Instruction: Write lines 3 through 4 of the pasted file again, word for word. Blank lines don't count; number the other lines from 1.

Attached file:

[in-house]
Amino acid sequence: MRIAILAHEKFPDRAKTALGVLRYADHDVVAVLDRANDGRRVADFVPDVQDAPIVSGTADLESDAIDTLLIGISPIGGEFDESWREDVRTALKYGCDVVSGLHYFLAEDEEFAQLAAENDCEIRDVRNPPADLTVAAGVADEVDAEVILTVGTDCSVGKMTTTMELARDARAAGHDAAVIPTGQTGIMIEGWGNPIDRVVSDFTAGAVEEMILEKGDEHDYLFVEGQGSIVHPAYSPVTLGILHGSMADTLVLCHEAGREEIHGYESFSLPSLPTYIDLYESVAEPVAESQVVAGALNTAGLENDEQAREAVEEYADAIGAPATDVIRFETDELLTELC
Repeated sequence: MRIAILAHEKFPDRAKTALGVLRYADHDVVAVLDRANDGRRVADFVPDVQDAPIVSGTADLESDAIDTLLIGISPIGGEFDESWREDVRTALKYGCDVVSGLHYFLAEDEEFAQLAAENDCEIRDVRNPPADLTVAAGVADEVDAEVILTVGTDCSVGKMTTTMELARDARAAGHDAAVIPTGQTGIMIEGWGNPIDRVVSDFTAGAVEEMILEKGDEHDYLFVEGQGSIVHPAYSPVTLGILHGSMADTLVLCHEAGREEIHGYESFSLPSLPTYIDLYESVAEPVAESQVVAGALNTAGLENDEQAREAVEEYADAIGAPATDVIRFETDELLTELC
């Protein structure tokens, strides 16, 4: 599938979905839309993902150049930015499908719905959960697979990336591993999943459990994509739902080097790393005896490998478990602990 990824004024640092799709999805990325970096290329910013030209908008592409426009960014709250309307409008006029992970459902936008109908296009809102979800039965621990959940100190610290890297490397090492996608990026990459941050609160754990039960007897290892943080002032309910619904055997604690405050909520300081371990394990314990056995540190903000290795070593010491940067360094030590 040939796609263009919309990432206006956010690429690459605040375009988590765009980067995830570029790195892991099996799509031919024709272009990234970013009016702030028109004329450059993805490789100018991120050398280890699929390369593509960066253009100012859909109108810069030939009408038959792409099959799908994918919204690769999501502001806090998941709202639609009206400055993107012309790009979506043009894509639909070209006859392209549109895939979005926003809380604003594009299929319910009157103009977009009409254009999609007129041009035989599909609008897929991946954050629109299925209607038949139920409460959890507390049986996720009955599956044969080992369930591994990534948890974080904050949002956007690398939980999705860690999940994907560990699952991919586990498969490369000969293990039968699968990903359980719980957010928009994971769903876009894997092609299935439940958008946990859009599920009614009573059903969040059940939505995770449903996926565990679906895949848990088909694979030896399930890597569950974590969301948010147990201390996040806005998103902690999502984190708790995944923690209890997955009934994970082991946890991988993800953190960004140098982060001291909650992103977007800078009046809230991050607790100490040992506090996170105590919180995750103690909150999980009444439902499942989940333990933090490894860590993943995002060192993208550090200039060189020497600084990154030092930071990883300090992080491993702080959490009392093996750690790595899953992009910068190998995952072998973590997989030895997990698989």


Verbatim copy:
Repeated sequence: MRIAILAHEKFPDRAKTALGVLRYADHDVVAVLDRANDGRRVADFVPDVQDAPIVSGTADLESDAIDTLLIGISPIGGEFDESWREDVRTALKYGCDVVSGLHYFLAEDEEFAQLAAENDCEIRDVRNPPADLTVAAGVADEVDAEVILTVGTDCSVGKMTTTMELARDARAAGHDAAVIPTGQTGIMIEGWGNPIDRVVSDFTAGAVEEMILEKGDEHDYLFVEGQGSIVHPAYSPVTLGILHGSMADTLVLCHEAGREEIHGYESFSLPSLPTYIDLYESVAEPVAESQVVAGALNTAGLENDEQAREAVEEYADAIGAPATDVIRFETDELLTELC
């Protein structure tokens, strides 16, 4: 599938979905839309993902150049930015499908719905959960697979990336591993999943459990994509739902080097790393005896490998478990602990 990824004024640092799709999805990325970096290329910013030209908008592409426009960014709250309307409008006029992970459902936008109908296009809102979800039965621990959940100190610290890297490397090492996608990026990459941050609160754990039960007897290892943080002032309910619904055997604690405050909520300081371990394990314990056995540190903000290795070593010491940067360094030590 040939796609263009919309990432206006956010690429690459605040375009988590765009980067995830570029790195892991099996799509031919024709272009990234970013009016702030028109004329450059993805490789100018991120050398280890699929390369593509960066253009100012859909109108810069030939009408038959792409099959799908994918919204690769999501502001806090998941709202639609009206400055993107012309790009979506043009894509639909070209006859392209549109895939979005926003809380604003594009299929319910009157103009977009009409254009999609007129041009035989599909609008897929991946954050629109299925209607038949139920409460959890507390049986996720009955599956044969080992369930591994990534948890974080904050949002956007690398939980999705860690999940994907560990699952991919586990498969490369000969293990039968699968990903359980719980957010928009994971769903876009894997092609299935439940958008946990859009599920009614009573059903969040059940939505995770449903996926565990679906895949848990088909694979030896399930890597569950974590969301948010147990201390996040806005998103902690999502984190708790995944923690209890997955009934994970082991946890991988993800953190960004140098982060001291909650992103977007800078009046809230991050607790100490040992506090996170105590919180995750103690909150999980009444439902499942989940333990933090490894860590993943995002060192993208550090200039060189020497600084990154030092930071990883300090992080491993702080959490009392093996750690790595899953992009910068190998995952072998973590997989030895997990698989």